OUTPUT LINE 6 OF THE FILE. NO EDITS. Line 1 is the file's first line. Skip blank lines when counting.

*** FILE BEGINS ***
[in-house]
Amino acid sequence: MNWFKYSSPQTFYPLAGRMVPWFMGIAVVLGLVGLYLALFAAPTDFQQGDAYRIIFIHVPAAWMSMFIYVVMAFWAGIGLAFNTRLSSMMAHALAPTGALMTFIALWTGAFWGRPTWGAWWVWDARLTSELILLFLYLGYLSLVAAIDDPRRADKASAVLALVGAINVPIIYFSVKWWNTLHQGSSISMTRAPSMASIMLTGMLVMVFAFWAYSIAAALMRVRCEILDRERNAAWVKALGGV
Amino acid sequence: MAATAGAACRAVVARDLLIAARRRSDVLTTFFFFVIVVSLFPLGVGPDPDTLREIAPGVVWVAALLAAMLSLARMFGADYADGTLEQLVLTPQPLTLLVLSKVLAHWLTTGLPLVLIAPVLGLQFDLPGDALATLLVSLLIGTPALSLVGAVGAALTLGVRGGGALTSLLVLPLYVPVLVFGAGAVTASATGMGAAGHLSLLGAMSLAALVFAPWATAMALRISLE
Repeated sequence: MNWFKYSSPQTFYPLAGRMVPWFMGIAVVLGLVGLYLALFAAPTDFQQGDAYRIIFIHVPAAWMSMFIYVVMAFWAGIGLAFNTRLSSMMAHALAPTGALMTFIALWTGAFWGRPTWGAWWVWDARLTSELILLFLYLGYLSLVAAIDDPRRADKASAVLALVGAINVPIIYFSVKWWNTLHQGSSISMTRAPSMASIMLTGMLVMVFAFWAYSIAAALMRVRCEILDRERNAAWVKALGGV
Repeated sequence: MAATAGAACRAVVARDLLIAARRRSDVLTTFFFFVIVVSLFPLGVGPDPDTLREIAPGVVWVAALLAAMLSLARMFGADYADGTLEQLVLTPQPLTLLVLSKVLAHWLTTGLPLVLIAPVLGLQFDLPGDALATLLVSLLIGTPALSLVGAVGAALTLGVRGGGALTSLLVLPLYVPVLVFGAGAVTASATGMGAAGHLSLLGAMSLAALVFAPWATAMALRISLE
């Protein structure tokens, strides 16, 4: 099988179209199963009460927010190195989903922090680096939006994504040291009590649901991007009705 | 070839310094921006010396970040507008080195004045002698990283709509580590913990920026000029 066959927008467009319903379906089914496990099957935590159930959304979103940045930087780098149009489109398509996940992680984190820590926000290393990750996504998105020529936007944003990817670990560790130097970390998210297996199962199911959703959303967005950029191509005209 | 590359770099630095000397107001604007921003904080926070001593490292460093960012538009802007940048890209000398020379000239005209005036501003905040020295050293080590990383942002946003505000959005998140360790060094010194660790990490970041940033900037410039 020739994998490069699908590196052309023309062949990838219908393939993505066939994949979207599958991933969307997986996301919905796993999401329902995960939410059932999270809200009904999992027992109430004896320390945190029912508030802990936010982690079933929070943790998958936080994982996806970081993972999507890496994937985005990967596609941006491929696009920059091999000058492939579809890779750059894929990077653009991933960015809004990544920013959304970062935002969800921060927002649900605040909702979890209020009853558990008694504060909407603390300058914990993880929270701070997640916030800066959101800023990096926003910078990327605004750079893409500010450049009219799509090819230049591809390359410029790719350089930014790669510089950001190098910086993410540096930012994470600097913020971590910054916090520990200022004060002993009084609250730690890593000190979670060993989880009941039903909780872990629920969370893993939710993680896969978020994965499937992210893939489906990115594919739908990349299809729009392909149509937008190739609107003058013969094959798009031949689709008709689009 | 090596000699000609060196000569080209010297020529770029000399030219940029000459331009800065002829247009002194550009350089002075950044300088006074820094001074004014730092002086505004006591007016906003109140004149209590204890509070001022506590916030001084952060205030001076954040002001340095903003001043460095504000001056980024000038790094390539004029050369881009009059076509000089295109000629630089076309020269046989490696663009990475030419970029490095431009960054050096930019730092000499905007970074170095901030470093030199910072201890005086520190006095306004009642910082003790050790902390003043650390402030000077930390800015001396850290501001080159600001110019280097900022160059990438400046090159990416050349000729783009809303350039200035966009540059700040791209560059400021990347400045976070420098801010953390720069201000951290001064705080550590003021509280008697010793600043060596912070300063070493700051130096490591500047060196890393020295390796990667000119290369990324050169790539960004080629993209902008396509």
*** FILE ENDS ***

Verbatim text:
């Protein structure tokens, strides 16, 4: 099988179209199963009460927010190195989903922090680096939006994504040291009590649901991007009705 | 070839310094921006010396970040507008080195004045002698990283709509580590913990920026000029 066959927008467009319903379906089914496990099957935590159930959304979103940045930087780098149009489109398509996940992680984190820590926000290393990750996504998105020529936007944003990817670990560790130097970390998210297996199962199911959703959303967005950029191509005209 | 590359770099630095000397107001604007921003904080926070001593490292460093960012538009802007940048890209000398020379000239005209005036501003905040020295050293080590990383942002946003505000959005998140360790060094010194660790990490970041940033900037410039 020739994998490069699908590196052309023309062949990838219908393939993505066939994949979207599958991933969307997986996301919905796993999401329902995960939410059932999270809200009904999992027992109430004896320390945190029912508030802990936010982690079933929070943790998958936080994982996806970081993972999507890496994937985005990967596609941006491929696009920059091999000058492939579809890779750059894929990077653009991933960015809004990544920013959304970062935002969800921060927002649900605040909702979890209020009853558990008694504060909407603390300058914990993880929270701070997640916030800066959101800023990096926003910078990327605004750079893409500010450049009219799509090819230049591809390359410029790719350089930014790669510089950001190098910086993410540096930012994470600097913020971590910054916090520990200022004060002993009084609250730690890593000190979670060993989880009941039903909780872990629920969370893993939710993680896969978020994965499937992210893939489906990115594919739908990349299809729009392909149509937008190739609107003058013969094959798009031949689709008709689009 | 090596000699000609060196000569080209010297020529770029000399030219940029000459331009800065002829247009002194550009350089002075950044300088006074820094001074004014730092002086505004006591007016906003109140004149209590204890509070001022506590916030001084952060205030001076954040002001340095903003001043460095504000001056980024000038790094390539004029050369881009009059076509000089295109000629630089076309020269046989490696663009990475030419970029490095431009960054050096930019730092000499905007970074170095901030470093030199910072201890005086520190006095306004009642910082003790050790902390003043650390402030000077930390800015001396850290501001080159600001110019280097900022160059990438400046090159990416050349000729783009809303350039200035966009540059700040791209560059400021990347400045976070420098801010953390720069201000951290001064705080550590003021509280008697010793600043060596912070300063070493700051130096490591500047060196890393020295390796990667000119290369990324050169790539960004080629993209902008396509």